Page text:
April 22, 2016

A Practical Guide to Magic & Ritual.

Flickr/Joel Kiel

Today is the full moon in Scorpio.

I know this, because I am both a self-described walking lunar calendar, and a Scorpio, so it’s my time to shine.

I’m also a witch.

That’s not a phrase that gets said very often these days, and historically it’s not a phrase that’s been said very often in the bright light of day at all. I don’t want any misunderstanding here — witches like it in the shadows. But, like all things kept secret, swept under society’s proverbial rug, there are a few misconceptions that we should probably clear up.

Don’t worry, we’re not here for a history lesson. However, it’s important to understand that witches aren’t quite what the world would have you believe. The rumour mill has been churning about us for a long while now and, whilst there are some who believe this is a powerful veil to hide our true practises behind, I am more of the inclination that it serves simply to cut people off from a world to which they have rightful access.

Witches were, and always have been, people who have been deprived of power. Those who, at one time or another and for one reason or another, have felt weakened, frightened, lost, confused and helpless. Historically, witchcraft has been a refuge for the disenfranchised, the downtrodden, and the downright desperate. As such, it has been primarily a feminine community. This is not to say that all genders are not invited or welcomed with open arms, but it is a community whose roots are placed firmly in a feminist struggle.

Witches can be found in every society, in every culture, in every time. At many points in time they were not only wanted, but revered. In Europe, these were healers and almost always women. As Christianity and a growing sense of male domination scurried across the world, women and their skills were dismissed as untrustworthy — the most undesirable of our perceived traits emphasised; sneaky, manipulative, weak, lying, cheats.

Society was told that sickness and pain, both physical and spiritual, was a sign that you had failed god and that these diabolical women, with the greed and helplessness that was their inevitability, were depriving you of your chance to repent, and luring the vulnerable simply for their own selfish gain.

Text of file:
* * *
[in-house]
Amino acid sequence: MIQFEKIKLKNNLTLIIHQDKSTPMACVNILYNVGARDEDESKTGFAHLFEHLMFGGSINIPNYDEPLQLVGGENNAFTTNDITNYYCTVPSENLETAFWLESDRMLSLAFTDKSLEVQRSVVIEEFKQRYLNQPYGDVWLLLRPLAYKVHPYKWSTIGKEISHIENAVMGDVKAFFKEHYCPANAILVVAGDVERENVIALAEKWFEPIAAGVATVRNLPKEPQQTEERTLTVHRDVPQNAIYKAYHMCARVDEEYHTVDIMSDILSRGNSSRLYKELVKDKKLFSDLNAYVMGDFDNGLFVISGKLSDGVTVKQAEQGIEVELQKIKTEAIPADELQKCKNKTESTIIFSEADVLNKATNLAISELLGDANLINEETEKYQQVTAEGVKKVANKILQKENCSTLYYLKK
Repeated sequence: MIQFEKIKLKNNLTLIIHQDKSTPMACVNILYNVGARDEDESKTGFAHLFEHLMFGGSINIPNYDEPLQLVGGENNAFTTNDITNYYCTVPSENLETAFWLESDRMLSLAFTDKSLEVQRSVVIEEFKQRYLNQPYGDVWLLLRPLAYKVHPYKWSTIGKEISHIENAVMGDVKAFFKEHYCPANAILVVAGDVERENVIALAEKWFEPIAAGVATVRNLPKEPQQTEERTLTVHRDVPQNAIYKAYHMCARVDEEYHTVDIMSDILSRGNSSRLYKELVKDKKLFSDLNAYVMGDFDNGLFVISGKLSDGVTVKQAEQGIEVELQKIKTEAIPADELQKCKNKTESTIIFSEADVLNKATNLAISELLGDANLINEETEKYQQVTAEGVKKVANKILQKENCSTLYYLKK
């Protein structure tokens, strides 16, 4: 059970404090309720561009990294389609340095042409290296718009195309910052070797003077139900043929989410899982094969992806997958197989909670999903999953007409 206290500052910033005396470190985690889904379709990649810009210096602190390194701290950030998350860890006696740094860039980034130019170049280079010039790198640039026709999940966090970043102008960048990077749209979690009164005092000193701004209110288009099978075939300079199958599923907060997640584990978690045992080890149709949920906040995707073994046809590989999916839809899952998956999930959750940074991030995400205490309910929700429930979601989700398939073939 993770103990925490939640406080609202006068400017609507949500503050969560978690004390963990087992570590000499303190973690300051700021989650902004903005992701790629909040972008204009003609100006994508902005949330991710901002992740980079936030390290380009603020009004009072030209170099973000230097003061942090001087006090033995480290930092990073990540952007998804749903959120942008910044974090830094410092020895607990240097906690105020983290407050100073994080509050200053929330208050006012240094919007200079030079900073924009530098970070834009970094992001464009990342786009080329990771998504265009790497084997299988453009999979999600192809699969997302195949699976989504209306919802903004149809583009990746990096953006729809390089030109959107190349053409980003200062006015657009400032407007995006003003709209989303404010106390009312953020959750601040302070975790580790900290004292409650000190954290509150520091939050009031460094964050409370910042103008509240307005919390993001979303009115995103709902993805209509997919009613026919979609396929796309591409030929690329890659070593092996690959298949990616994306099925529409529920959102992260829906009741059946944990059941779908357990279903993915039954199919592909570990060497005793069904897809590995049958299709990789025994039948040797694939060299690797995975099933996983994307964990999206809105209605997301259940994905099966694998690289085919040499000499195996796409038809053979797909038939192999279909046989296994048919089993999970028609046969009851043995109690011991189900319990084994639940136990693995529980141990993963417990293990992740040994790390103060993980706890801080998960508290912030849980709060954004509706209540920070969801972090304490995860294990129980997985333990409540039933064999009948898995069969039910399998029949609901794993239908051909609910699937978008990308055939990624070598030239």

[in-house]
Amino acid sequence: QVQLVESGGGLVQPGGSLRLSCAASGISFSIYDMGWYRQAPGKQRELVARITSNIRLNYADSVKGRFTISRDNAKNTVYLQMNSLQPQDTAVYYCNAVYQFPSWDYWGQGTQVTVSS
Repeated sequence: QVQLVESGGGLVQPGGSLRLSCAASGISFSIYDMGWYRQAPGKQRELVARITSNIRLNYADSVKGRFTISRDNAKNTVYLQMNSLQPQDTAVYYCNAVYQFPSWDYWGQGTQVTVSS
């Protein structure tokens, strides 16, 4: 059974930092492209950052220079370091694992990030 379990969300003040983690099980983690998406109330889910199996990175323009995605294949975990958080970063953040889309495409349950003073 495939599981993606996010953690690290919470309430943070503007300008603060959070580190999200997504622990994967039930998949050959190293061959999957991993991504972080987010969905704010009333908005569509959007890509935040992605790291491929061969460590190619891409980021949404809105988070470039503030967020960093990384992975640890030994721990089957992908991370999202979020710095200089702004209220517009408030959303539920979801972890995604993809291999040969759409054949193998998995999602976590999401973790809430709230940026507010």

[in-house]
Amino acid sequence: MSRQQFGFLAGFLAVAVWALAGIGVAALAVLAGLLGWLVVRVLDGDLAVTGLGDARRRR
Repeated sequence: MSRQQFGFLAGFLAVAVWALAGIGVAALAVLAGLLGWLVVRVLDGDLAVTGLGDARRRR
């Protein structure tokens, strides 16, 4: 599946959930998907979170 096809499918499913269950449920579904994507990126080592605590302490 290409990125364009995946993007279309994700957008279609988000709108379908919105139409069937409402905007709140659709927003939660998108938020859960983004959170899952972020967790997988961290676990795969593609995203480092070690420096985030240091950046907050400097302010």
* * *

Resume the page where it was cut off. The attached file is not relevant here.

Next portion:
Today, we manage to go to the chemist and pick up some Panadol for our splitting headache without accusing the pharmacist of supreme evil, but that wasn’t always the case, and as we take the packet of pain relief from the gentle white coats happy to help, we ignore a tradition of dirty, scrambling, scraping survival which gifted us this power.

And that’s what being a witch is really all about: power — specifically, empowerment. Somehow, that’s become a dirty word. To say that your desire is power has been vilified — we’ve all seen Disney movies, we all know power is greed and greed is evil.


Well, that depends. Like almost anything else, power itself is neither good nor evil. Which is where we come to our first major misconception:

There are ‘black’ witches and ‘white’ witches; one is evil and the other is good. Sorry, but this isn’t actually The Wizard of Oz. There are certainly people who prescribe to those labels, but the definition of good and evil is far too fluid for this.

A perfect example of this misunderstanding is the much sought after Love Spell. You know, the old ‘take a red ribbon at midnight on a Tuesday and wrap it around the name of your beloved and bury it in a jar filled with rose petals and tears for 9.78 days and when you smash the jar in a crowded shopping center which sells pink underwear your lover will be yours’ stuff. We’ve all been knee-deep in the wet soil of our backyard at 1am burying inanimate objects wrapped in silk and surrounded by tigers eye, right?!

….Right, guys?

Love spells can be basically enslavement. Forcing someone to love you, to feel things that they wouldn’t otherwise feel, isn’t “good” magic, it’s not nice, it’s not cute. And as any witch will tell you. it’s damn hard!

Which brings me to my second point.

If witches were real then they’d all have perfect lives because they’d have magic.


I am still surprised (but not at all shocked) when I hear “Well, if you’re a witch, what are the lotto numbers this weekend?” or “Why don’t you just use your ‘magical powers’ to heal yourself if you’re sick?”.

Look, I’m a witch — I’m not a God.

If you went to the gym every single day for a year, would you be able to lift your house off the ground? Would you ever be able to do that? No. So, why would you expect me to be able to do the magical equivalent? Amazing things can happen when magic is used with skill, and the magic isn’t limited but in a number of ways the skill certainly can be.